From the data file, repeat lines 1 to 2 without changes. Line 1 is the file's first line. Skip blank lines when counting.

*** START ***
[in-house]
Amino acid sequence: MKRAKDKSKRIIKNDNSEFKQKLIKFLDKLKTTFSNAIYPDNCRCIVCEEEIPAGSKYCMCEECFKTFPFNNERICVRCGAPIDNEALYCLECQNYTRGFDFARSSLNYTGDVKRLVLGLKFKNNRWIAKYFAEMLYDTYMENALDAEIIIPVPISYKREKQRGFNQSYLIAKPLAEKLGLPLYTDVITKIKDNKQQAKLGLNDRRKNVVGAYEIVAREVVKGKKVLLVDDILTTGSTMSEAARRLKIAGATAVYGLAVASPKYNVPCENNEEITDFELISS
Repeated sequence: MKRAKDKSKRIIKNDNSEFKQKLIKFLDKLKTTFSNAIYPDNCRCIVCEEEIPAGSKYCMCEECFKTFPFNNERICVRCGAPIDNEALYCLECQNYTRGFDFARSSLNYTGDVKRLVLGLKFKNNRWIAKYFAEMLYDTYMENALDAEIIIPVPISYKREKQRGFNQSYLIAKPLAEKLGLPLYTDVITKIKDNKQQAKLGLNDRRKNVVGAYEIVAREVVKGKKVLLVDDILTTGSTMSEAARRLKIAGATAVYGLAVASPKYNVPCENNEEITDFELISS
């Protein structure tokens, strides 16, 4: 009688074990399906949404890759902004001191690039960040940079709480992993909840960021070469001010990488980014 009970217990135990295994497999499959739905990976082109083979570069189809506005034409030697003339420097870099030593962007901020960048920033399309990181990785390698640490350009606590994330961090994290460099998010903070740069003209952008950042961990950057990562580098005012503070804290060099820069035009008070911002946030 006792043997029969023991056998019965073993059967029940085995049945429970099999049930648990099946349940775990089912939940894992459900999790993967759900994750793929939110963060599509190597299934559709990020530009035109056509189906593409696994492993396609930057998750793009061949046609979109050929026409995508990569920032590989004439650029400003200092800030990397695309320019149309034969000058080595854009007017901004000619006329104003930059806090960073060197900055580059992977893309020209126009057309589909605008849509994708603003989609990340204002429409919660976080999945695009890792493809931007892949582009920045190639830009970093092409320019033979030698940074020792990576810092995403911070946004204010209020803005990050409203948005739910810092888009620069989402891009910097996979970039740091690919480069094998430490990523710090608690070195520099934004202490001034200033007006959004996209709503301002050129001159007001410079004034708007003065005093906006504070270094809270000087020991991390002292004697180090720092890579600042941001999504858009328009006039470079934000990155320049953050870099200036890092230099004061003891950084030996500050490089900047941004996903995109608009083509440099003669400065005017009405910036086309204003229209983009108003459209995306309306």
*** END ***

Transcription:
[in-house]
Amino acid sequence: MKRAKDKSKRIIKNDNSEFKQKLIKFLDKLKTTFSNAIYPDNCRCIVCEEEIPAGSKYCMCEECFKTFPFNNERICVRCGAPIDNEALYCLECQNYTRGFDFARSSLNYTGDVKRLVLGLKFKNNRWIAKYFAEMLYDTYMENALDAEIIIPVPISYKREKQRGFNQSYLIAKPLAEKLGLPLYTDVITKIKDNKQQAKLGLNDRRKNVVGAYEIVAREVVKGKKVLLVDDILTTGSTMSEAARRLKIAGATAVYGLAVASPKYNVPCENNEEITDFELISS